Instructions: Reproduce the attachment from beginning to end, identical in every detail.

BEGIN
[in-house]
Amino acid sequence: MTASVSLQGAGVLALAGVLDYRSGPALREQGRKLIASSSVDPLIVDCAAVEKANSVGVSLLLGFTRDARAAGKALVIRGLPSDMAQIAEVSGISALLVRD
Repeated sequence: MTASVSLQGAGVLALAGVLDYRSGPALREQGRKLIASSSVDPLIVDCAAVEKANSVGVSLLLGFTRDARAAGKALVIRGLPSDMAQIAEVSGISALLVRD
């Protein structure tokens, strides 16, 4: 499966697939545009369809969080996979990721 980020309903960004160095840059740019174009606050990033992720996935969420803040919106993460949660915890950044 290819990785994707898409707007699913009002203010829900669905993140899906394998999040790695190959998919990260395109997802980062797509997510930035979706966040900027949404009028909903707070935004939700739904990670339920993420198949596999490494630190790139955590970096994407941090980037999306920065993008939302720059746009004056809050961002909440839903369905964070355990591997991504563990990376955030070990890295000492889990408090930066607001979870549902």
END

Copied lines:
[in-house]
Amino acid sequence: MTASVSLQGAGVLALAGVLDYRSGPALREQGRKLIASSSVDPLIVDCAAVEKANSVGVSLLLGFTRDARAAGKALVIRGLPSDMAQIAEVSGISALLVRD
Repeated sequence: MTASVSLQGAGVLALAGVLDYRSGPALREQGRKLIASSSVDPLIVDCAAVEKANSVGVSLLLGFTRDARAAGKALVIRGLPSDMAQIAEVSGISALLVRD
């Protein structure tokens, strides 16, 4: 499966697939545009369809969080996979990721 980020309903960004160095840059740019174009606050990033992720996935969420803040919106993460949660915890950044 290819990785994707898409707007699913009002203010829900669905993140899906394998999040790695190959998919990260395109997802980062797509997510930035979706966040900027949404009028909903707070935004939700739904990670339920993420198949596999490494630190790139955590970096994407941090980037999306920065993008939302720059746009004056809050961002909440839903369905964070355990591997991504563990990376955030070990890295000492889990408090930066607001979870549902």